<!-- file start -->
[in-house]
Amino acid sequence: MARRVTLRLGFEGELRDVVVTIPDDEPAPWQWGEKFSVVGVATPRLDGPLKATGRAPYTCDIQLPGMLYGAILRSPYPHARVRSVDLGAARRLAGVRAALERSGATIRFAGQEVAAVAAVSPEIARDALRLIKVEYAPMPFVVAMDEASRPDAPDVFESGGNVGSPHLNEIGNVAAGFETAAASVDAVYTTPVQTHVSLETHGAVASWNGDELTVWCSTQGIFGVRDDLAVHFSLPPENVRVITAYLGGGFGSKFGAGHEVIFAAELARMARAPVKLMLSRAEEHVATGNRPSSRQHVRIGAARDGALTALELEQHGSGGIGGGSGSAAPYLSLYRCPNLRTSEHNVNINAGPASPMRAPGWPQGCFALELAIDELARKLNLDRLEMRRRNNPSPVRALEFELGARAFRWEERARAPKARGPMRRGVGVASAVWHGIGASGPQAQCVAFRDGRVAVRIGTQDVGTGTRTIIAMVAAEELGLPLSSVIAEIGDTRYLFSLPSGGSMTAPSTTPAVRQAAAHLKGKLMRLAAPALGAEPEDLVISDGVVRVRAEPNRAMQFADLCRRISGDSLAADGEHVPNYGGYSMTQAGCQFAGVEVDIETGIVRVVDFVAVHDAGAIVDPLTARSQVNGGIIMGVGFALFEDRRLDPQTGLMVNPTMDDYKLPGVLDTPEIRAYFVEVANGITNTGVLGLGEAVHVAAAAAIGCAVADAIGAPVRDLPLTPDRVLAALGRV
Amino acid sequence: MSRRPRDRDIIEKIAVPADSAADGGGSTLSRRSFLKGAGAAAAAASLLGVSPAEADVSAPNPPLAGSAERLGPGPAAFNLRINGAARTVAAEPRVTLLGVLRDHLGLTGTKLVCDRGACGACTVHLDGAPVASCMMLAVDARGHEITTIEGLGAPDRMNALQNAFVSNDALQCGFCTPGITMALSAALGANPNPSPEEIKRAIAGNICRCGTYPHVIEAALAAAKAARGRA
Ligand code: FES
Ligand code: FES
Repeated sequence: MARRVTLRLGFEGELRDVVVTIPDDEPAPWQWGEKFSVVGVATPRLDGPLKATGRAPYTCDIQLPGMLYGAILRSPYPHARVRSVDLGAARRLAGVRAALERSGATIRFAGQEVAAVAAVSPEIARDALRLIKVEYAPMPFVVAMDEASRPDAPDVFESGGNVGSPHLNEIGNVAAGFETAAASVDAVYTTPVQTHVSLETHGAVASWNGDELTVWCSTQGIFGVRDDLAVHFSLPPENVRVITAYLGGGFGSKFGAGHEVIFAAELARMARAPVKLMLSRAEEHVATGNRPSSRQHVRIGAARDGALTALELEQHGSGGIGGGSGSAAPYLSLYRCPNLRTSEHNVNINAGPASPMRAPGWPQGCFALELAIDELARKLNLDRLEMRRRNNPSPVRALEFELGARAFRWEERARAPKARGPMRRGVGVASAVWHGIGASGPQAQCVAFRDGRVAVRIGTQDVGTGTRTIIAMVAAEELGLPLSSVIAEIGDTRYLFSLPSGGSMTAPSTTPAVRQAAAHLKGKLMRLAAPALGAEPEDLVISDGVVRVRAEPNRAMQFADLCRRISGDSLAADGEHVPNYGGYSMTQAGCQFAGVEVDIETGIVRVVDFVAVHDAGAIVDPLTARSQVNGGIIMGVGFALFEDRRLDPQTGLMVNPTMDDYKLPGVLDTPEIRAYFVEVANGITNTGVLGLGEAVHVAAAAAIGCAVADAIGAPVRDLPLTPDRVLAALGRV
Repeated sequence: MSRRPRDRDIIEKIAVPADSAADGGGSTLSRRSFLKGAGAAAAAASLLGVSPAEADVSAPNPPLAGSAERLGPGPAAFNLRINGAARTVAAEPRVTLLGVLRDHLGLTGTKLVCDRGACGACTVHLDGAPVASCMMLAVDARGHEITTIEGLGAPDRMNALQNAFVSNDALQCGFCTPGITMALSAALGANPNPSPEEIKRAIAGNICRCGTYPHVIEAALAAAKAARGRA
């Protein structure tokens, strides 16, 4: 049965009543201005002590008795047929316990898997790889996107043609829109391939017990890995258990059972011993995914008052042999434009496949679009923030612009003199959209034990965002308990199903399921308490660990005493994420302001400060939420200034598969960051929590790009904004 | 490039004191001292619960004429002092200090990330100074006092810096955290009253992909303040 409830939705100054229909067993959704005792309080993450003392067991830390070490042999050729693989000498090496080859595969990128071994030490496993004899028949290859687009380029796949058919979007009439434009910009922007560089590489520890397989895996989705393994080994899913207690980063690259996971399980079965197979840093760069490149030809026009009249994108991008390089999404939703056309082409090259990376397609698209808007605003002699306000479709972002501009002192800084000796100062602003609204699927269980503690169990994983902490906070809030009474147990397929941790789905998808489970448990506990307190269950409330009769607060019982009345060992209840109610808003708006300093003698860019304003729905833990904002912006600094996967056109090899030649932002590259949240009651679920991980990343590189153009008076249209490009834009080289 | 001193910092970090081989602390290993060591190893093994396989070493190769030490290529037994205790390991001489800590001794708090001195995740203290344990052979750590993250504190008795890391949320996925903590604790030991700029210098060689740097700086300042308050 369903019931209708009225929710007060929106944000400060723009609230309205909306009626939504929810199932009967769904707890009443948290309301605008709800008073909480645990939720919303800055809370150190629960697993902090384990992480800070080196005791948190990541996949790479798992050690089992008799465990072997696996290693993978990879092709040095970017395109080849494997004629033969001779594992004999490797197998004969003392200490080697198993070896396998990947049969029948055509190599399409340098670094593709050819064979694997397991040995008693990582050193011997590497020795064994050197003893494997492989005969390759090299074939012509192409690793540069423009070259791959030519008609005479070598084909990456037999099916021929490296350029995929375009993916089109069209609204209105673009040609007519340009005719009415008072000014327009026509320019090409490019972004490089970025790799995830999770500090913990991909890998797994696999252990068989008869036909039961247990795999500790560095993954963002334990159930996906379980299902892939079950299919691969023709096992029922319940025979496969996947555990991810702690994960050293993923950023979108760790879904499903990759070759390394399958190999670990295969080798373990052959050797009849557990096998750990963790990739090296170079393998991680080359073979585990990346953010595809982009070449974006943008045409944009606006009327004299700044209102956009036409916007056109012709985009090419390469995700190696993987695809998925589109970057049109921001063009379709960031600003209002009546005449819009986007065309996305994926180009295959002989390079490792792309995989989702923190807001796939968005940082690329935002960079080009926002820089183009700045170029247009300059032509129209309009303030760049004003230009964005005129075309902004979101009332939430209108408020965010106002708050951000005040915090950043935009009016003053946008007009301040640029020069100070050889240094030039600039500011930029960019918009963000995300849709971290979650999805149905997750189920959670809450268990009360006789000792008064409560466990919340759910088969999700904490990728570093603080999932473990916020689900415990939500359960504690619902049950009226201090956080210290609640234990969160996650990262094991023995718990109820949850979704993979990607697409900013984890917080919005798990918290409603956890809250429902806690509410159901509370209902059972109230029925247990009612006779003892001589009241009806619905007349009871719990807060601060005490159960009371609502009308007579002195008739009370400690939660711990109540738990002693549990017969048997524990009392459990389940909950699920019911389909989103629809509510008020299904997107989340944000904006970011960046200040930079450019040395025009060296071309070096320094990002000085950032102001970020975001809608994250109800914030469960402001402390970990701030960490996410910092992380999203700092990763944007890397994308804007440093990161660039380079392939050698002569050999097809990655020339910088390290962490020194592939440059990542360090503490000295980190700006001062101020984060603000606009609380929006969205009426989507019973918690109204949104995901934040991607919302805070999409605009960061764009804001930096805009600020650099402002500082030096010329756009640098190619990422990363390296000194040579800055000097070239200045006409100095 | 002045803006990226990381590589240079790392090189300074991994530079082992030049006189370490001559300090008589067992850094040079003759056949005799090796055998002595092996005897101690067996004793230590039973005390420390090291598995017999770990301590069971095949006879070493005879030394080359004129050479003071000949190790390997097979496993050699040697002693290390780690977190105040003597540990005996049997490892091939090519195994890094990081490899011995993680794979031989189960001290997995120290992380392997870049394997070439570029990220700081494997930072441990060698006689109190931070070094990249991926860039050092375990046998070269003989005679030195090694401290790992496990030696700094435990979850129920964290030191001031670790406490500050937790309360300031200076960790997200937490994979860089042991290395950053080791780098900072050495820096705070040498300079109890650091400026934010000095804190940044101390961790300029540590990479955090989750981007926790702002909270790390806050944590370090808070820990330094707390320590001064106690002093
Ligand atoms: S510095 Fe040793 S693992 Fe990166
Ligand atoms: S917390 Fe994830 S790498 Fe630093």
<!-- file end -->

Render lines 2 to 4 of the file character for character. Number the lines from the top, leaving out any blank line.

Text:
Amino acid sequence: MARRVTLRLGFEGELRDVVVTIPDDEPAPWQWGEKFSVVGVATPRLDGPLKATGRAPYTCDIQLPGMLYGAILRSPYPHARVRSVDLGAARRLAGVRAALERSGATIRFAGQEVAAVAAVSPEIARDALRLIKVEYAPMPFVVAMDEASRPDAPDVFESGGNVGSPHLNEIGNVAAGFETAAASVDAVYTTPVQTHVSLETHGAVASWNGDELTVWCSTQGIFGVRDDLAVHFSLPPENVRVITAYLGGGFGSKFGAGHEVIFAAELARMARAPVKLMLSRAEEHVATGNRPSSRQHVRIGAARDGALTALELEQHGSGGIGGGSGSAAPYLSLYRCPNLRTSEHNVNINAGPASPMRAPGWPQGCFALELAIDELARKLNLDRLEMRRRNNPSPVRALEFELGARAFRWEERARAPKARGPMRRGVGVASAVWHGIGASGPQAQCVAFRDGRVAVRIGTQDVGTGTRTIIAMVAAEELGLPLSSVIAEIGDTRYLFSLPSGGSMTAPSTTPAVRQAAAHLKGKLMRLAAPALGAEPEDLVISDGVVRVRAEPNRAMQFADLCRRISGDSLAADGEHVPNYGGYSMTQAGCQFAGVEVDIETGIVRVVDFVAVHDAGAIVDPLTARSQVNGGIIMGVGFALFEDRRLDPQTGLMVNPTMDDYKLPGVLDTPEIRAYFVEVANGITNTGVLGLGEAVHVAAAAAIGCAVADAIGAPVRDLPLTPDRVLAALGRV
Amino acid sequence: MSRRPRDRDIIEKIAVPADSAADGGGSTLSRRSFLKGAGAAAAAASLLGVSPAEADVSAPNPPLAGSAERLGPGPAAFNLRINGAARTVAAEPRVTLLGVLRDHLGLTGTKLVCDRGACGACTVHLDGAPVASCMMLAVDARGHEITTIEGLGAPDRMNALQNAFVSNDALQCGFCTPGITMALSAALGANPNPSPEEIKRAIAGNICRCGTYPHVIEAALAAAKAARGRA
Ligand code: FES